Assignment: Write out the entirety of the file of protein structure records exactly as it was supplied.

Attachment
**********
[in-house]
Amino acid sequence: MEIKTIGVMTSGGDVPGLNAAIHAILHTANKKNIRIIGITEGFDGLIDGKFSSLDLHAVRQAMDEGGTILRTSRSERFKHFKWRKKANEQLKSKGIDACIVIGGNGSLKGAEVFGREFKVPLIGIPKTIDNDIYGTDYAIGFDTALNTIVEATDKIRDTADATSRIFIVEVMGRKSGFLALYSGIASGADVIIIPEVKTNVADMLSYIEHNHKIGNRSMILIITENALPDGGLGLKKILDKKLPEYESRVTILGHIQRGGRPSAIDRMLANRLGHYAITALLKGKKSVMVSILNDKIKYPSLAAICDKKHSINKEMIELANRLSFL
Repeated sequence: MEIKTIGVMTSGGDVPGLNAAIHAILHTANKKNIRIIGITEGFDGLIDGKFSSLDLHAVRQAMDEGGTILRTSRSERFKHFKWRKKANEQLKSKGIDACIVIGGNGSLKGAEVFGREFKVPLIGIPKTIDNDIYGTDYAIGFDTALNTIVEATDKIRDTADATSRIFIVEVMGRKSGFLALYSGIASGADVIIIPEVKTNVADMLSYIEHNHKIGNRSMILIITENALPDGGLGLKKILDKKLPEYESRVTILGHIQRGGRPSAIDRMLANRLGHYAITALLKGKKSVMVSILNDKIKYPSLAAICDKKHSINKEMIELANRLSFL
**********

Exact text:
[in-house]
Amino acid sequence: MEIKTIGVMTSGGDVPGLNAAIHAILHTANKKNIRIIGITEGFDGLIDGKFSSLDLHAVRQAMDEGGTILRTSRSERFKHFKWRKKANEQLKSKGIDACIVIGGNGSLKGAEVFGREFKVPLIGIPKTIDNDIYGTDYAIGFDTALNTIVEATDKIRDTADATSRIFIVEVMGRKSGFLALYSGIASGADVIIIPEVKTNVADMLSYIEHNHKIGNRSMILIITENALPDGGLGLKKILDKKLPEYESRVTILGHIQRGGRPSAIDRMLANRLGHYAITALLKGKKSVMVSILNDKIKYPSLAAICDKKHSINKEMIELANRLSFL
Repeated sequence: MEIKTIGVMTSGGDVPGLNAAIHAILHTANKKNIRIIGITEGFDGLIDGKFSSLDLHAVRQAMDEGGTILRTSRSERFKHFKWRKKANEQLKSKGIDACIVIGGNGSLKGAEVFGREFKVPLIGIPKTIDNDIYGTDYAIGFDTALNTIVEATDKIRDTADATSRIFIVEVMGRKSGFLALYSGIASGADVIIIPEVKTNVADMLSYIEHNHKIGNRSMILIITENALPDGGLGLKKILDKKLPEYESRVTILGHIQRGGRPSAIDRMLANRLGHYAITALLKGKKSVMVSILNDKIKYPSLAAICDKKHSINKEMIELANRLSFL